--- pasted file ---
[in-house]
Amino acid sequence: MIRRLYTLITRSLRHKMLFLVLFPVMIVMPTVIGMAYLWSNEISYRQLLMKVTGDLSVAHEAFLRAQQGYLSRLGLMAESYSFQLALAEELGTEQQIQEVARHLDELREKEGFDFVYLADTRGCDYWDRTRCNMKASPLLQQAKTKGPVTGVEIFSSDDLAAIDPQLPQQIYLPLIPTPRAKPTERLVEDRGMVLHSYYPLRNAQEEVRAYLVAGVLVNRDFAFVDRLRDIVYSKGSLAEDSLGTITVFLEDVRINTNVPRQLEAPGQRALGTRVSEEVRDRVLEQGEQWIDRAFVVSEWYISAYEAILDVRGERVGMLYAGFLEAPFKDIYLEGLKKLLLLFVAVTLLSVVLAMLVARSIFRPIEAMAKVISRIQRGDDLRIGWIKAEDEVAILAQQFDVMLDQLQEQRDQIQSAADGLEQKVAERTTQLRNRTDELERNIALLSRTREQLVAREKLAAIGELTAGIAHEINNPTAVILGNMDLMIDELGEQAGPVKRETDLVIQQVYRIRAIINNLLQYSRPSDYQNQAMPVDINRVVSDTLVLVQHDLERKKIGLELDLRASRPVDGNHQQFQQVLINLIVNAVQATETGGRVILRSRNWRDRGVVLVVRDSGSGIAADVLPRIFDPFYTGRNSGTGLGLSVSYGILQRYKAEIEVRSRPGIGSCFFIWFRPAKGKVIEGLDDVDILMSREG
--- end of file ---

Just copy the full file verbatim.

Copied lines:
[in-house]
Amino acid sequence: MIRRLYTLITRSLRHKMLFLVLFPVMIVMPTVIGMAYLWSNEISYRQLLMKVTGDLSVAHEAFLRAQQGYLSRLGLMAESYSFQLALAEELGTEQQIQEVARHLDELREKEGFDFVYLADTRGCDYWDRTRCNMKASPLLQQAKTKGPVTGVEIFSSDDLAAIDPQLPQQIYLPLIPTPRAKPTERLVEDRGMVLHSYYPLRNAQEEVRAYLVAGVLVNRDFAFVDRLRDIVYSKGSLAEDSLGTITVFLEDVRINTNVPRQLEAPGQRALGTRVSEEVRDRVLEQGEQWIDRAFVVSEWYISAYEAILDVRGERVGMLYAGFLEAPFKDIYLEGLKKLLLLFVAVTLLSVVLAMLVARSIFRPIEAMAKVISRIQRGDDLRIGWIKAEDEVAILAQQFDVMLDQLQEQRDQIQSAADGLEQKVAERTTQLRNRTDELERNIALLSRTREQLVAREKLAAIGELTAGIAHEINNPTAVILGNMDLMIDELGEQAGPVKRETDLVIQQVYRIRAIINNLLQYSRPSDYQNQAMPVDINRVVSDTLVLVQHDLERKKIGLELDLRASRPVDGNHQQFQQVLINLIVNAVQATETGGRVILRSRNWRDRGVVLVVRDSGSGIAADVLPRIFDPFYTGRNSGTGLGLSVSYGILQRYKAEIEVRSRPGIGSCFFIWFRPAKGKVIEGLDDVDILMSREG